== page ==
After a computer glitch in a critical Federal Aviation Administration (FAA) computer system led to the first nationwide ground stop since the terrorist attacks of 9/11 wreaked havoc on flight schedules across the country earlier this month, the House is ready to accept a bipartisan bill to reform the system.
The FAA’s Notice to Air Missions (NOTAM) system crashed on Wednesday, January 11, disrupting 11,000 flights with cancellations and delays in the US due to the outage, which was allegedly caused by an error that occurred during maintenance of system routine. The NOTAM system is a vital tool that alerts pilots and other personnel to abnormal air problems and airport delays that arise and can affect flight plans or pose a safety hazard, although the FAA described the system as “hardware old failed” in your last quote request. .
House lawmakers are expected to have a chance to vote this week on a bipartisan bill that would seek to fix the NOTAM system. Introduced by Rep. Pete Stauber (R-Minn.) and cosponsored by Rep. Mark DeSaulnier (D-Calif.), the NOTAM Improvement Act would establish a bipartisan working group to review methods for presenting NOTAMs to pilots in addition to of regulations and policies After the task force completes its review, it will provide recommendations on best practices that enhance pilots’ ability to review and retain relevant information.
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The task force would be comprised of members designated by the FAA administrator, including representatives from airlines, airports, airline pilots unions, unions representing air traffic controllers, and information specialists from the FAA, general aviation and business, along with experts in aviation security, human factors, and information systems.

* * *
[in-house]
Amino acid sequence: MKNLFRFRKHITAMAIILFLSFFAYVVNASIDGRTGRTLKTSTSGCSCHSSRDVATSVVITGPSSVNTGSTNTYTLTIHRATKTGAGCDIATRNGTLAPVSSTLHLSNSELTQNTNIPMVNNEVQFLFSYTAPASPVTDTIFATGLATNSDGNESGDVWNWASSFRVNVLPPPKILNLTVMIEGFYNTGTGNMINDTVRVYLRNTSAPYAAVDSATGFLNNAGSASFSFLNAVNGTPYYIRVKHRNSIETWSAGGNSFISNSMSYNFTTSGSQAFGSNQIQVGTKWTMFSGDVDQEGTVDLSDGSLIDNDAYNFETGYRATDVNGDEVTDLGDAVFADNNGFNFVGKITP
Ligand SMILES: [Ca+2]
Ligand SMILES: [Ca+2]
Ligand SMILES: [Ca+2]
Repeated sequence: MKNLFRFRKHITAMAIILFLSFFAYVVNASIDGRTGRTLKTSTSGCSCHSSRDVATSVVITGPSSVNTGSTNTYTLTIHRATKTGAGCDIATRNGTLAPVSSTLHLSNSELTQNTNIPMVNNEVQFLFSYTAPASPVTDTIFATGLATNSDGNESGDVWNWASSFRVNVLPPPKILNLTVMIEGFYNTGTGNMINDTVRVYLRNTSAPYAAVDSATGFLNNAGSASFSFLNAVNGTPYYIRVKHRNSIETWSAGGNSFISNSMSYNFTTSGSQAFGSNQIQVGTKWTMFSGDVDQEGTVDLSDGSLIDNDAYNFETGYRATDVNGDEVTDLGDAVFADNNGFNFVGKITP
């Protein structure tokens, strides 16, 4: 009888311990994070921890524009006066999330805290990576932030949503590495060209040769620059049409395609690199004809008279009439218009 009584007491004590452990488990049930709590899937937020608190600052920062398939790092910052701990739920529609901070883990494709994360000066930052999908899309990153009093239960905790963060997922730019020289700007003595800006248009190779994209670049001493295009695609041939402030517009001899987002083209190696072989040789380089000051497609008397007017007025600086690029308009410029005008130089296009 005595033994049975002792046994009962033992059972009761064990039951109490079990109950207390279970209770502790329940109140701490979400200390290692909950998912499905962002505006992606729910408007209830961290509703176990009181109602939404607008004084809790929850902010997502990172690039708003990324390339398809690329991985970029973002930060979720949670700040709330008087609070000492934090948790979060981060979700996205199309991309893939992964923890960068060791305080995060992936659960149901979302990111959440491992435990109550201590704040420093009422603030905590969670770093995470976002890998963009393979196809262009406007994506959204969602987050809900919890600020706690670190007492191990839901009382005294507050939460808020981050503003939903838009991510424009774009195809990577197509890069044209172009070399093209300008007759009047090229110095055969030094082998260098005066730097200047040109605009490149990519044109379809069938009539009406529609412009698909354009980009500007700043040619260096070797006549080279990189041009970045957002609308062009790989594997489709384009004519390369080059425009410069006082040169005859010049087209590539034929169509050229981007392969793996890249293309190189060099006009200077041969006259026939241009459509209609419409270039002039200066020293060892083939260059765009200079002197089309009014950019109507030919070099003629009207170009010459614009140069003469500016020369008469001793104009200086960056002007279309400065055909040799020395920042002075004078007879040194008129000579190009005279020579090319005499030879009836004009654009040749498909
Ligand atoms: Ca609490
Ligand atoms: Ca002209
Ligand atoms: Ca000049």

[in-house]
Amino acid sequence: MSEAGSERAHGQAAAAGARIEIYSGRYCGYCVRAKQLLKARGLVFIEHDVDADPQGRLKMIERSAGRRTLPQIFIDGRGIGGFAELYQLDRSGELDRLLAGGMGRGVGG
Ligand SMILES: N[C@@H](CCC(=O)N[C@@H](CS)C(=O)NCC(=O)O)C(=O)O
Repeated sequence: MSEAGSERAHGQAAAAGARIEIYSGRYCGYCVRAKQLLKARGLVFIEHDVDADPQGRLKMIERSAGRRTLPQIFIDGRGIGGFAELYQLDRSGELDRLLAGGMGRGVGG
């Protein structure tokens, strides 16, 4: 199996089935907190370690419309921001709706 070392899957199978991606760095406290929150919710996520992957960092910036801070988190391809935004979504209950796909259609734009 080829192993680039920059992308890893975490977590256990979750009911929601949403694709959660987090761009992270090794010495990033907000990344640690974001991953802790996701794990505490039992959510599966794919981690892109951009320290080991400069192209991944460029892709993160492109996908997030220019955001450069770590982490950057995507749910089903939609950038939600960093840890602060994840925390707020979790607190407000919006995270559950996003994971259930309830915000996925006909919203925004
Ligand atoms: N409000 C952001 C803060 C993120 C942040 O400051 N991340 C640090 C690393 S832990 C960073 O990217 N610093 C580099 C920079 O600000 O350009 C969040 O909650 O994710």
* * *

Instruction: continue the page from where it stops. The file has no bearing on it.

Stauber said in a press release that the outage shows the “urgent need for updates and improvements” to the NOTAM system to “keep air traffic moving safely in our skies.”
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“During my time on the House Transportation and Infrastructure Committee, I have heard from many pilots who have raised concerns about the NOTAM system, so yesterday’s news was not a surprise,” Stauber added. “We must quickly pass my legislation to figure out how to make the NOTAM system work better for pilots and passengers alike, and ensure greater oversight from the Federal Aviation Administration in the future to prevent future problems.”
Previous versions of the NOTAM Improvement Law passed the House with bipartisan votes in Congresses 116 and 117, but none made it out of the Senate to reach the president’s desk.
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The FAA’s initial review of the outage found that the contractors “inadvertently deleted files” while working “to correct synchronization between the main live database and a backup database.” That, in turn, resulted in the NOTAM system being disrupted and the FAA said it “found no evidence of a cyberattack or malicious intent.”
In the wake of the outage, the FAA implemented security measures, such as a staggered upgrade process to isolate issues in one database before they can spread to the other database. The agency also requires that two people be present when routine maintenance is performed.
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Going forward, Reuters reported that the sources said the FAA plans to turn the NOTAM system into a virtual cloud-based platform.
A group of more than 120 lawmakers told the FAA that the outage was “completely unacceptable” and demanded an explanation of how it will prevent such incidents in the future. Acting FAA Administrator Billy Nolen briefed congressional staff on the matter Friday, and FAA officials plan to hold a briefing for House lawmakers this week.
NOTAMS stands for Notice to Airmen until the Biden administration changed it to Notice to Air Missions in December 2021.
Reuters contributed to this report.